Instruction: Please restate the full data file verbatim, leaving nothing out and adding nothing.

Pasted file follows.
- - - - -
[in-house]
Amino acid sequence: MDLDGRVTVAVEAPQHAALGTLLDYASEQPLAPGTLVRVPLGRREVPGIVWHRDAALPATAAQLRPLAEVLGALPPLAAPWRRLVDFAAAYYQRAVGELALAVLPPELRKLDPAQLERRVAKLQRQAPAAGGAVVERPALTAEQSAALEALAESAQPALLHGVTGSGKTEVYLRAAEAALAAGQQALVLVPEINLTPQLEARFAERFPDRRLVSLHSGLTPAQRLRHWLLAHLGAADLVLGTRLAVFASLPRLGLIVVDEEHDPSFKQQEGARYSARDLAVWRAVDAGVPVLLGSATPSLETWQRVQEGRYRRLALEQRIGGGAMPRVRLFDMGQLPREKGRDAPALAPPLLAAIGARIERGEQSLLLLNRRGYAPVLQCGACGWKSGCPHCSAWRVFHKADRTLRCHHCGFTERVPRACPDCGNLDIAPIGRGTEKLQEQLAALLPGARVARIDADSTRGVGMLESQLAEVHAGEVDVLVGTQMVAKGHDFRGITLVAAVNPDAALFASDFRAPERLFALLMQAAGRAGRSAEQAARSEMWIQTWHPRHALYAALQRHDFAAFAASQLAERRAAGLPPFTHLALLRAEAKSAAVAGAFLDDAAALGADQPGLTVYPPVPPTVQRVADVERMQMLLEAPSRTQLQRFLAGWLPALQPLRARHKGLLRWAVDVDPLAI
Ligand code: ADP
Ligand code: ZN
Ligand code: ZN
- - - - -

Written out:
[in-house]
Amino acid sequence: MDLDGRVTVAVEAPQHAALGTLLDYASEQPLAPGTLVRVPLGRREVPGIVWHRDAALPATAAQLRPLAEVLGALPPLAAPWRRLVDFAAAYYQRAVGELALAVLPPELRKLDPAQLERRVAKLQRQAPAAGGAVVERPALTAEQSAALEALAESAQPALLHGVTGSGKTEVYLRAAEAALAAGQQALVLVPEINLTPQLEARFAERFPDRRLVSLHSGLTPAQRLRHWLLAHLGAADLVLGTRLAVFASLPRLGLIVVDEEHDPSFKQQEGARYSARDLAVWRAVDAGVPVLLGSATPSLETWQRVQEGRYRRLALEQRIGGGAMPRVRLFDMGQLPREKGRDAPALAPPLLAAIGARIERGEQSLLLLNRRGYAPVLQCGACGWKSGCPHCSAWRVFHKADRTLRCHHCGFTERVPRACPDCGNLDIAPIGRGTEKLQEQLAALLPGARVARIDADSTRGVGMLESQLAEVHAGEVDVLVGTQMVAKGHDFRGITLVAAVNPDAALFASDFRAPERLFALLMQAAGRAGRSAEQAARSEMWIQTWHPRHALYAALQRHDFAAFAASQLAERRAAGLPPFTHLALLRAEAKSAAVAGAFLDDAAALGADQPGLTVYPPVPPTVQRVADVERMQMLLEAPSRTQLQRFLAGWLPALQPLRARHKGLLRWAVDVDPLAI
Ligand code: ADP
Ligand code: ZN
Ligand code: ZN